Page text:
CELEBRATING CANOVA IN TREVISO

Antonio Canova (calco da) (Possagno, 1757 – Venezia, 1822), Le tre Grazie Gesso patinato color terracotta, 42,5 x Ø 25 > 16 Treviso, Museo Civico, INV. STG 71

Antonio Canova (calco da) (Possagno, 1757 – Venezia, 1822), Le tre Grazie Gesso patinato color terracotta, 42,5 x Ø 25 > 16 Treviso, Museo Civico, INV. STG 71

Celebrazioni del II centenario della nascita di Antonio Canova 1957, carta:fotocromolitografia, 100 x 62,5 cm Treviso, Collezione Salce, INV. 21352

Celebrazioni del II centenario della nascita di Antonio Canova 1957, carta/fotocromolitografia, 100 x 62,5 cm Treviso, Collezione Salce, INV. 21352

This section addresses the relationship between Canova and the city of Treviso, which is 43km (27 miles) from the artist’s home-town of Possagno. While Treviso provided the backdrop to much of Canova’s fame during his lifetime, this link has been cemented by the city’s attention to honouring his legacy afterwards, not to mention spearheading his critical reappraisal in the 1950s.

1823

The news of Antonio Canova’s sudden death, on 13 October, 1822 in Venice, after a short illness, provoked considerable shock and dismay, in both artistic circles and among the general population. The inhabitants of Treviso were doubly impacted. For they had to endure the added sadness of seeing the funeral convoy pass through the town, on the evening of 15 October, on its way from Venice to Possagno, where he was to be buried. Organized by the Ateneo di Treviso — a learned society established in 1810 by Napoleon I, at that time the King of Italy — a ceremony to commemorate the life of Canova was held on 1 April, 1823. For the occasion, a marble bust of the artist had been commissioned from Luigi Zandomeneghi, who had been Canova’s pupil in Rome; a commemorative medal by Francesco Puttinati was also exhibited. In addition, a Cantata, in honour of Canova, by Gioachino Rossini, was performed for the first time.

1837

The active involvement of the Treviso Ateneo in keeping Canova’s memory alive was not lost on Giambattista Sartori, Canova’s half-brother and heir. In 1837, therefore, he donated a massive volume featuring engravings of the artist’s works to the Ateneo. A remarkable artefact, the book is 90cm x 73.5cm (35 in x 29in) and contains 86 rami plates. In 1845, a case was constructed for this publication, so it could be hooked to a wall and exhibited in that fashion.

1957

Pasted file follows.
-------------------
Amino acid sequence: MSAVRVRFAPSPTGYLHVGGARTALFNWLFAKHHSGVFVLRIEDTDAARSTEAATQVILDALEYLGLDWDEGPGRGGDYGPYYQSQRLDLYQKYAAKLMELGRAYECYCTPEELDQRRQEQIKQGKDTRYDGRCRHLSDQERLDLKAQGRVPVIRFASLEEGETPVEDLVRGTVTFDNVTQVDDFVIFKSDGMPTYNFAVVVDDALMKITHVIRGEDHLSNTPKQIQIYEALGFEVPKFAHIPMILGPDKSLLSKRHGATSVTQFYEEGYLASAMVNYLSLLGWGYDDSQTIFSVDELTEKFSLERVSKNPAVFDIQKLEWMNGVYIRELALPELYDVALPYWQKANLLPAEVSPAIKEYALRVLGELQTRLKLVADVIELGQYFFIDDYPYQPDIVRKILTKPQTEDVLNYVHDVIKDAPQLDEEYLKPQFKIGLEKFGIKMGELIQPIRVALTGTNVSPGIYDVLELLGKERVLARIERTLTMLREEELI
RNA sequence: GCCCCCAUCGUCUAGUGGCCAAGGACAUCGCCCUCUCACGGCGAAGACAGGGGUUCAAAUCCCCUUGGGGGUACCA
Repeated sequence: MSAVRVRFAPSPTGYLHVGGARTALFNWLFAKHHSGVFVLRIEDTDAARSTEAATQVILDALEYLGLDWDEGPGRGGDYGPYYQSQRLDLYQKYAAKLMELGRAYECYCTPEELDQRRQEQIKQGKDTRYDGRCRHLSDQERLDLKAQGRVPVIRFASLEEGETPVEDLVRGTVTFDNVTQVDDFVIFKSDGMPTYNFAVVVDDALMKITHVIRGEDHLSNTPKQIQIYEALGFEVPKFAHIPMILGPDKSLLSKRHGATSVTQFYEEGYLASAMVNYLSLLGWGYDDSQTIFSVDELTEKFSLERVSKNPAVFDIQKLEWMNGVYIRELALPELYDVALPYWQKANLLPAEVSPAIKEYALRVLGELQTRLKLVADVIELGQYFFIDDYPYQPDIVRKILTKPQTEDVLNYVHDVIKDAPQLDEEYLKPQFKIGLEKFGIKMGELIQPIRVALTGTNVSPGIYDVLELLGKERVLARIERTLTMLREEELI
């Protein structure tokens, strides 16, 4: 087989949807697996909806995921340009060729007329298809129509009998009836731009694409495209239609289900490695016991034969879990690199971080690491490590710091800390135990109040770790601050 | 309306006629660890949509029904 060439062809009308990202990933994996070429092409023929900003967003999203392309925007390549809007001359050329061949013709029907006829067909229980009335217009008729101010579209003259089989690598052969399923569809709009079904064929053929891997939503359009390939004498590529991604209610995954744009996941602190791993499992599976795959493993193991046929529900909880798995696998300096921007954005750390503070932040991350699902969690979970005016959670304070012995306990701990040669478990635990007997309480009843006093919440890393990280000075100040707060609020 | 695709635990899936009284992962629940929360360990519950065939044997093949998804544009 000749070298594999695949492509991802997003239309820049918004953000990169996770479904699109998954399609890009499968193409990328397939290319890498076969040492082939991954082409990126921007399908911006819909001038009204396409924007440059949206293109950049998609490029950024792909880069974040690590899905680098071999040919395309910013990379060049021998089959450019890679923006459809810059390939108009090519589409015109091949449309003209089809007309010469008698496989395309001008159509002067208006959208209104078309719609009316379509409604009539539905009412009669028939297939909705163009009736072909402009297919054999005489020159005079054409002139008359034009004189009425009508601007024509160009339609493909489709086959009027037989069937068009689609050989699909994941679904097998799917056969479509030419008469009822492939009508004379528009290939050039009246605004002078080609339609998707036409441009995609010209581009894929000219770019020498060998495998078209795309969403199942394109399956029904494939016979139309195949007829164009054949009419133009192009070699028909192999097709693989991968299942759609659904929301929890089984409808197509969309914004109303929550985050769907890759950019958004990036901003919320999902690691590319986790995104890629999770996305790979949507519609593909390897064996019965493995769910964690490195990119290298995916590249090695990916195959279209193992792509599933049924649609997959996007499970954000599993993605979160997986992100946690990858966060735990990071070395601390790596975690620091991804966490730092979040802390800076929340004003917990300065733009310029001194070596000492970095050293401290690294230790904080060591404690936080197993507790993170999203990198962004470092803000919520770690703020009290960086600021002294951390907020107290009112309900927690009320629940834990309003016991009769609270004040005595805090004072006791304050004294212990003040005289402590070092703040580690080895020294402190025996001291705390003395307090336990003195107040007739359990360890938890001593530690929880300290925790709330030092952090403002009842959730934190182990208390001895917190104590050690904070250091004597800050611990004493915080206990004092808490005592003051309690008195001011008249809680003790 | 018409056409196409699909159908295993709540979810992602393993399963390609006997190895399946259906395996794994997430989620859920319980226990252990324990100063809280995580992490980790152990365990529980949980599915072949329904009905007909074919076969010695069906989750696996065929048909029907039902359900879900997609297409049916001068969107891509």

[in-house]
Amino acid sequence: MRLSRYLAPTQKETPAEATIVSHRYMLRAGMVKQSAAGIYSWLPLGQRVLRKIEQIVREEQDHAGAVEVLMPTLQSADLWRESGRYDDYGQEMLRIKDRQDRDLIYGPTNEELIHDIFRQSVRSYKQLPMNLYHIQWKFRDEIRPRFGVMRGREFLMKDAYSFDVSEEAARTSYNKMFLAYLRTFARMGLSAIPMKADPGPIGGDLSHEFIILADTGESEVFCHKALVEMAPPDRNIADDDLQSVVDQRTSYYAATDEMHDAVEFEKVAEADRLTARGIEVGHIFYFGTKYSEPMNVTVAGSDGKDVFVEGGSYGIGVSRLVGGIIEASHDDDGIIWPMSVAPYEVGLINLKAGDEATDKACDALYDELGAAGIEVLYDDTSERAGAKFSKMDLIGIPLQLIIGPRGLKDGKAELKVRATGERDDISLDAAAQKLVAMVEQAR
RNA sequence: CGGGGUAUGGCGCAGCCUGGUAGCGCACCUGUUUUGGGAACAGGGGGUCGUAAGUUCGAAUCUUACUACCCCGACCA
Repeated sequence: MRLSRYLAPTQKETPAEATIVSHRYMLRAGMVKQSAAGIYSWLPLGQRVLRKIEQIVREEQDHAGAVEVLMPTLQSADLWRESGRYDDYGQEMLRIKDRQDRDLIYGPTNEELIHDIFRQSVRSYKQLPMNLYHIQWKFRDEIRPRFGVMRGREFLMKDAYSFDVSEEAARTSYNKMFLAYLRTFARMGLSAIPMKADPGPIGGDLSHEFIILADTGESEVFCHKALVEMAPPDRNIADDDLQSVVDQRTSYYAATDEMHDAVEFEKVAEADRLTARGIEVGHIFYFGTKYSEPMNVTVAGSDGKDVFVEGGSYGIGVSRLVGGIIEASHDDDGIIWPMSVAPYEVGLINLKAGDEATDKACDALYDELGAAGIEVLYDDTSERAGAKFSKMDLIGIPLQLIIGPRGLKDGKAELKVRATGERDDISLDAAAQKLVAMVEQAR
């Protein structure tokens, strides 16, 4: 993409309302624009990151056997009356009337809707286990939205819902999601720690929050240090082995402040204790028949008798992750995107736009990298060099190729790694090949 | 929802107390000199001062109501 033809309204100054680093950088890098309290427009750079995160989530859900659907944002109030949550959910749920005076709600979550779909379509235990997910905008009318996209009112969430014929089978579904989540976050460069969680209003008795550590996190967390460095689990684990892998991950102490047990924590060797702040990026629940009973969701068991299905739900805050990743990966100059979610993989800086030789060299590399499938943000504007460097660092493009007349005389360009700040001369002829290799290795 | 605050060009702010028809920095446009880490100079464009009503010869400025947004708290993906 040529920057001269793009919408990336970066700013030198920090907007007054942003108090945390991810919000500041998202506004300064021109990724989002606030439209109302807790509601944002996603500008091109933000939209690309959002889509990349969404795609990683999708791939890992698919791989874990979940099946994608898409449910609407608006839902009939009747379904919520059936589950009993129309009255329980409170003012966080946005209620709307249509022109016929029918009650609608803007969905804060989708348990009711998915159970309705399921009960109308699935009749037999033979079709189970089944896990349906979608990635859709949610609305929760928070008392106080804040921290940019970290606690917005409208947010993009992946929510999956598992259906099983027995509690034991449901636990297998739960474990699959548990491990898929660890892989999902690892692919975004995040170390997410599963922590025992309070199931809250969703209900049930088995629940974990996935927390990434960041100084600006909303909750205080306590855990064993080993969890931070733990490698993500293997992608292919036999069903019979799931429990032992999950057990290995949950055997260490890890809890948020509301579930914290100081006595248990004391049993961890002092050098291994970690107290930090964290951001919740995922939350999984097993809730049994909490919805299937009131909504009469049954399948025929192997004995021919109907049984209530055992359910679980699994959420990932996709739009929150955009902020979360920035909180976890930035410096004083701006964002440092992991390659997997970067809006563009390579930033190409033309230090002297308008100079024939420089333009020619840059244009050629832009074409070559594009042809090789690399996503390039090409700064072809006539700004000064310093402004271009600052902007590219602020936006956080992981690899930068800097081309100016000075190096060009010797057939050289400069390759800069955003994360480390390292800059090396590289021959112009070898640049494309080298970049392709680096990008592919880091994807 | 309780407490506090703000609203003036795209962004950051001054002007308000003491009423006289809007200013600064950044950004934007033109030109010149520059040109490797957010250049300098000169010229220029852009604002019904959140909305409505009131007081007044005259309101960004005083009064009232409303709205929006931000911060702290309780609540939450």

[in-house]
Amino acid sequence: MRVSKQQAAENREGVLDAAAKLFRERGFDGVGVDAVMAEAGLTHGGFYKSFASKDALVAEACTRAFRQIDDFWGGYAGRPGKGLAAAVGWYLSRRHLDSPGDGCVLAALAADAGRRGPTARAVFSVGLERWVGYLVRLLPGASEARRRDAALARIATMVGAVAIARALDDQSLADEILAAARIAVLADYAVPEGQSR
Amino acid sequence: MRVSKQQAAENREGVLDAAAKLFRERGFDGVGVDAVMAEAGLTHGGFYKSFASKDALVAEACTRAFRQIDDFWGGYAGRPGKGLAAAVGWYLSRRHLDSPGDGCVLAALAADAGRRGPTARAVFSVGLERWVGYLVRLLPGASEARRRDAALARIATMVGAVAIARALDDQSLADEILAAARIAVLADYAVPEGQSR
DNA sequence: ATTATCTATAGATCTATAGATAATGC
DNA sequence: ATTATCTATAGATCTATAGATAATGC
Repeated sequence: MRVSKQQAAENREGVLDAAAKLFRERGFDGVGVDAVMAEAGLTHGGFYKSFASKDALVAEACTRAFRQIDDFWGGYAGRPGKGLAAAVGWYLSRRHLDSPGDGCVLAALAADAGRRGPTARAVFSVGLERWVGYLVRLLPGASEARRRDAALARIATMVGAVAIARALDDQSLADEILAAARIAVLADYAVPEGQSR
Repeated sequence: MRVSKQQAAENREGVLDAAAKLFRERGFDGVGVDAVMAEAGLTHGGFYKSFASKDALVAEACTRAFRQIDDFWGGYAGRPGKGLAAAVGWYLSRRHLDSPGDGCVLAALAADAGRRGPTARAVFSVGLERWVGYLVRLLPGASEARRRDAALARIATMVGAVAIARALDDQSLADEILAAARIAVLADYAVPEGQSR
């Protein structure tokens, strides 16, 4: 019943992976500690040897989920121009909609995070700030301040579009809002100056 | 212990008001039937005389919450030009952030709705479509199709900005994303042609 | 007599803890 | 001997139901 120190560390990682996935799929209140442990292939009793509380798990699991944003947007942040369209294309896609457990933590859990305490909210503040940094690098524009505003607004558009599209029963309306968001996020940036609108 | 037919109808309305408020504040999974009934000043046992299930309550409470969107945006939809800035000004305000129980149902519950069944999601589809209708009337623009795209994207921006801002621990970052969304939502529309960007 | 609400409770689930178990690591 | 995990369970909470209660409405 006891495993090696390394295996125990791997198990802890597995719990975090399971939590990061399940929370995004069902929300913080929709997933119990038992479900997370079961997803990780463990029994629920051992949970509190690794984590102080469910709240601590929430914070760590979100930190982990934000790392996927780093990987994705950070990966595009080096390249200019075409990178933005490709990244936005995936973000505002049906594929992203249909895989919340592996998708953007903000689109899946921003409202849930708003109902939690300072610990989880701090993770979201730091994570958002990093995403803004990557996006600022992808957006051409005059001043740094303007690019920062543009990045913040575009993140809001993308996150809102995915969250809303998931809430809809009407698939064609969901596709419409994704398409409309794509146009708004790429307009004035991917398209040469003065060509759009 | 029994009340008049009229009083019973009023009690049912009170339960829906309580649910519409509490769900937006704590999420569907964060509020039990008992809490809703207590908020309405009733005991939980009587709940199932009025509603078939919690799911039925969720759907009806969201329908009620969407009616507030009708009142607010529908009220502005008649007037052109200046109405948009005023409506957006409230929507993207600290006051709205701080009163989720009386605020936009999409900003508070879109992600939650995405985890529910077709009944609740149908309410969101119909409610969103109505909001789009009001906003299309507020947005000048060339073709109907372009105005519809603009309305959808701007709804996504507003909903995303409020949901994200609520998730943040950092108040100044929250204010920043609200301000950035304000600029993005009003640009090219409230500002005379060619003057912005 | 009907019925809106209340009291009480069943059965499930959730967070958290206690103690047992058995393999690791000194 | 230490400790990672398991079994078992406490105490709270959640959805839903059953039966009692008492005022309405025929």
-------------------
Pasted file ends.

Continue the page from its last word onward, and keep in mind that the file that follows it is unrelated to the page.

Post-1945, as Luigi Coletti — a professor in the University of Trieste, as well as the director of the Treviso City Museum — wrote, having languished somewhat for many years, Canova’s reputation experienced a reappraisal. A major exhibition of the works of Canova was held in Treviso in 1957. The Palazzo dei Trecento was the venue, and the “Mostra Canoviana”, curated by Coletti himself, was designed to be a high-profile event. While other shows on Canova had been held over that same period — as evidenced by the posters on display in this room — the Treviso exhibition was unique in its ambitious objective: to provide a critical overview of his entire career examining, by the canons of the time, Canova as, on the one hand, a stylist and, on the other, a poet. One section of the 1957 show has been reproduced here, to include contemporary photos by Giuseppe Fini, an early clay model for Canova’s Three Graces (le Tre Grazie), as well as some of the original display materials, which we have been fortunate enough to find. The idea is to convey the mood of the exhibition, and its importance in the context of the reappraisal of Canova, the artist. As a result of the 1957 show in Treviso, Canova re-emerged as an artist who had gone beyond the orthodoxy of neo-Classicism, to wit, the idea that nature was to be seen through the eyes of the Ancients and of their canons of what was beautiful, objective and predetermined, as expounded by German philosopher and archaeologist Johann Joachim Winckelmann (1717–1768). Canova’s poetic is grace, not just as an outwardly appealing appearance that would merge into mere eighteenth-century naturalism, or simple affectation, but grace as a soul-deep kindness, a moral value, and a supreme light of perfection.